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ANNOUNCING GRACE, a new student-run AI Ethics Journal at Stanford.
GRACE: Global Review of AI Community Ethics is a new peer-reviewed, international journal at Stanford University, funded by the NSF. An open-access journal, indexed in Google Scholar, GRACE offers a unique intellectual forum for AI Ethics practitioners to share their work.
GRACE welcomes journal papers on the social impact of AI as well as global frameworks that draw from western and non-western ethics.
The journal also accepts Research Notes, Reviews, and Commentary. From time to time, there are special issues devoted to a particular topic. Submissions are open to the Stanford community as well as scholars at other institutions.
Types of Papers
Social Impact Papers
GRACE welcomes social impact papers describing ethical issues with any aspect of Artificial Intelligence and Machine Learning. A paper should include a convincing motivational discussion and argument, articulate the relevance of the argument to AI/ML, describe the scientific and social impact of the work, include all relevant proofs and/or experimental data, and provide a thorough discussion of connections with the existing literature.
GRACE caters to a broad readership. Papers that are heavily mathematical in content are welcome but should include a less technical high-level motivation and introduction that is accessible to a wide audience and explanatory commentary throughout the paper.
Typical manuscript length is 3000-5500 words.
Framework papers investigate a diverse spectrum of ethical approaches and problems, including the current limitations of frameworks in AI governance. GRACE welcomes reflections on western and non-western frameworks. Papers must also be free of excessive philosophical jargon and define terms clearly for a non-philosophical audience.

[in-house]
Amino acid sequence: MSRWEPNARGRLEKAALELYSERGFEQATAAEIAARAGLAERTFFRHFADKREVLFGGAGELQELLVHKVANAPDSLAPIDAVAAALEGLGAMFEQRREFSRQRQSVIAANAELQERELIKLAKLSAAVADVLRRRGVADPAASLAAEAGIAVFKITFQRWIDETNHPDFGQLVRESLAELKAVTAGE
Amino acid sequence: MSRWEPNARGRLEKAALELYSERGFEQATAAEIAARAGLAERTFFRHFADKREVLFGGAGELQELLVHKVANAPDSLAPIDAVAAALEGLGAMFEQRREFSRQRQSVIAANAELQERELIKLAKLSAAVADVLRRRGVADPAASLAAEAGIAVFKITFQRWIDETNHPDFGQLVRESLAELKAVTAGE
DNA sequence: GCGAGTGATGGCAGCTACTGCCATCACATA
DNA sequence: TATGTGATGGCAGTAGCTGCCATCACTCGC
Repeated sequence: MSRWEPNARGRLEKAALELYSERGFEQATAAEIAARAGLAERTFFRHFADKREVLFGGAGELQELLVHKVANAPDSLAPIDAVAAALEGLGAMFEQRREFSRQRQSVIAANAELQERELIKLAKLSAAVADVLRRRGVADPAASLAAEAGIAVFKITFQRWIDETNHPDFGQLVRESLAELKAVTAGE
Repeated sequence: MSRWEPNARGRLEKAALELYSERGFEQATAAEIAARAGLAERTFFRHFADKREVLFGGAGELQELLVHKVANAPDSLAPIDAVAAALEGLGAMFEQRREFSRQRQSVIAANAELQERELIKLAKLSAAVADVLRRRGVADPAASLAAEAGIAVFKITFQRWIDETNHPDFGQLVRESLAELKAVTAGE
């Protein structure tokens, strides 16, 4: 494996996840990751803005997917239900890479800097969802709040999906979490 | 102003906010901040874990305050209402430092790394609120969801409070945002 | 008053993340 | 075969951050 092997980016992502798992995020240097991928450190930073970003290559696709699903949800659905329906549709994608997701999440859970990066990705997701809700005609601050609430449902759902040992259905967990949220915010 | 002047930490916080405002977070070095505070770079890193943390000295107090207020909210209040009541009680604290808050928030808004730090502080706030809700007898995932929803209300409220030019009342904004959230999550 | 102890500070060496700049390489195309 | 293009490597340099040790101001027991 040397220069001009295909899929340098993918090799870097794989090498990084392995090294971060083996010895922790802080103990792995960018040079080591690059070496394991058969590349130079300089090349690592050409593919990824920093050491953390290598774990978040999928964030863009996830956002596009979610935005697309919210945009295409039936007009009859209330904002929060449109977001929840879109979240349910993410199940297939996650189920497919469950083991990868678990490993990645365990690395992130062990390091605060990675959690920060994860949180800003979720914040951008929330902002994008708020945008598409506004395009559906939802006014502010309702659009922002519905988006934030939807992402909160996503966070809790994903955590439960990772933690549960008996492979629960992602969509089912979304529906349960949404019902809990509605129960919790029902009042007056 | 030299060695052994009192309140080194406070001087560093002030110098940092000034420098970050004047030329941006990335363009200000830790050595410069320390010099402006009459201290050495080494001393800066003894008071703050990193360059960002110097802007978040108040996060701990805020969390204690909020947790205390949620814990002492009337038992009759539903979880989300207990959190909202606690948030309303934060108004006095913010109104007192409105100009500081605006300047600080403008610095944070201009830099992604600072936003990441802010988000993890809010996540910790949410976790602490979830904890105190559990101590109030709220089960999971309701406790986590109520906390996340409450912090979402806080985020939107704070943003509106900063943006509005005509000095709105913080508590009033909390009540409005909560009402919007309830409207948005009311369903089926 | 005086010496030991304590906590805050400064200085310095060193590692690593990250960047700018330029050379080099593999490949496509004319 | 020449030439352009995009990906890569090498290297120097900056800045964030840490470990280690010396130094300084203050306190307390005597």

Typical manuscript length is 1000-1800 words.
Research Notes and Commentary
The Research Notes and Commentary section of GRACE will provide a forum for short communications that cannot fit within the other two paper categories. The maximum length should not exceed 1000 words. Some examples of suitable Research Notes include, but are not limited to the following: op-eds, interviews, concise technical research aimed at other specialists; a detailed exposition of a relevant theorem or an experimental result and its ethical implications.
GRACE invites students to review important existing and emerging research areas, reviews of topical and timely books related to AI, and substantial, but perhaps controversial position papers that articulate ethical issues of interest in the AI research community.
Grace podcasts are conducted by journal mentors Dr. Harriett Jernigan and Dr. Brittany Hull, as well as Linda Denson and Tyah-Amoy Roberts. Podcast submissions are by invitation only.
Possible topics for our first GRACE issue include but are not limited to:
- Biased predictions and their disproportionate impact of AI on historically marginalized communities
- Problems of large language models like GPT-3
- Language models and their lack of interpretability
- Structures of power in the tech industry that affect researchers from marginalized communities
- Lack of diversity in industry and academia among developers of AI models, and lack of focus on problems unique to individuals from marginalized communities
- AI Governance and third party oversight of tech
- Uses of biomedical AL and adjusting for race
- Non-Western ethical and philosophical approaches help understand AI
- Computer vision and gender and race metrics
- AI STEM education and access for first-gen low-income students
- Can AI be designed to promote specific human values?
The submission process has two steps. First submit a 250 word abstract. All manuscripts will go through the standard double-blind peer-review process according to GRACE guidelines.
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